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Facebook introduces ‘Watch’ video product for short series

Social network expects friends, groups to view together.

Facebook will introduce a new video hub on the world’s largest social network Thursday, offering some US users short episodic series from content partners including A&E, Major League Baseball and National Geographic, in a bid to capture more online advertising dollars.

The new section, called Watch, is meant to increase the amount of time users spend watching video by giving them a place to follow and discuss original shows, which can then be shared via their news feeds and in Facebook groups, according to product director Daniel Danker. It will organise shows by what’s most talked about, what friends are watching and what the user is following.

“As people come to Facebook more and more to watch video, they want a reliable place to watch,” Danker said in an interview.

Facebook paid to seed some of the original content that will appear in the section. Among the episodes: “My Social Media Life,” a reality show about internet celebrity David Lopez, and “Great Cheese Hunt,” in which Business Insider seeks out some of the world’s best cheese. Eventually, Facebook will roll out Watch to more users and show producers.

“We’re hoping to see thousands of shows created” as the product gets off the ground, Danker said. “The shows that we helped fund are really a small portion of that, and will be a shrinking portion over time.”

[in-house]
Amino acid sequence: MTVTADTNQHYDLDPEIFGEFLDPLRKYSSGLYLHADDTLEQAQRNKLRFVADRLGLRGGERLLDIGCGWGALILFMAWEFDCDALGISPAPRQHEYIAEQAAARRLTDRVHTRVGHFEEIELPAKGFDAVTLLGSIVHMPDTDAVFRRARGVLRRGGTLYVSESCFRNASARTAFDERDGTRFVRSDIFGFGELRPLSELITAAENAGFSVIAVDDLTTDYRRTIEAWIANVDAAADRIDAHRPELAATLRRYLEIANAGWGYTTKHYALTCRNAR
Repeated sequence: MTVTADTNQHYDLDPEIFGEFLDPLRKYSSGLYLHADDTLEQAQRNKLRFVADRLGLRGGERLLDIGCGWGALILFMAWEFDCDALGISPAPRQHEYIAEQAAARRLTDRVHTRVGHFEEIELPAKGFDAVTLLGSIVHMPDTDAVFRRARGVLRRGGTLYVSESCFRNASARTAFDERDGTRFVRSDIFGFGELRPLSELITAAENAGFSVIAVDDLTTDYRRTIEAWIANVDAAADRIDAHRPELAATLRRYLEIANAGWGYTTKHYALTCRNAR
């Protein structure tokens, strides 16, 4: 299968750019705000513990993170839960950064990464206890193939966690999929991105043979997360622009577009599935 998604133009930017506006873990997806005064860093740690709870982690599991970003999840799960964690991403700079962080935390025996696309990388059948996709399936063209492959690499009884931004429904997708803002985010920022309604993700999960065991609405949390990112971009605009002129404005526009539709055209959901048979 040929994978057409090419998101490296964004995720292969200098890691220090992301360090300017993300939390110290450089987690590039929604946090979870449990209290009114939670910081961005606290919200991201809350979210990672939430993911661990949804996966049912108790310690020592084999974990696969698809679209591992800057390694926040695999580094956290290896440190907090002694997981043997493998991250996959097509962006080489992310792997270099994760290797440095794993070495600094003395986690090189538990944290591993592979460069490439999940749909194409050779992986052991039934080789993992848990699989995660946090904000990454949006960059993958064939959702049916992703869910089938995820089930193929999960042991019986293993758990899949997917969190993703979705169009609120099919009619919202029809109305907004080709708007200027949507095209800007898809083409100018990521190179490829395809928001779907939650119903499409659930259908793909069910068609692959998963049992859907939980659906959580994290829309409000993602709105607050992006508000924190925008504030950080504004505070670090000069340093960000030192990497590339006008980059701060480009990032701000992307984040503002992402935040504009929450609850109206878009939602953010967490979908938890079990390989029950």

Facebook intends for the publishers to make money by splitting revenue from ads placed in the videos, or from creating videos with advertisers from the get-go. Facebook will bring in about 20% of the $83 billion advertisers spend online in the US this year, according to EMarketer. Google receives about 41% of that revenue.
 
The social media giant is just one of many technology companies funding original shows, from Snap to Google’s YouTube to Amazon.com. Facebook’s approach bears more resemblance to YouTube than Netflix or Amazon given its focus on short-form videos designed to be shared online. The company also is backing a handful of TV-length episodes, but doesn’t want to fund videos in the long term.

Facebook hopes to keep users watching video on its apps for longer — and win more advertising dollars — by making the content more social, encouraging commenting and sharing as the shows air.

“The friend features will differentiate it,” said Matthew Segal, co-founder of ATTN, a digital media company. “You can do everything through the prism of your friends.”

ATTN produced a couple of shows for Facebook, a health program hosted by actress Jessica Alba and a modern relationship advice show with Nev Schulman, producer of “Catfish.” Both are short-form, serialized programs that will be made available later this year.

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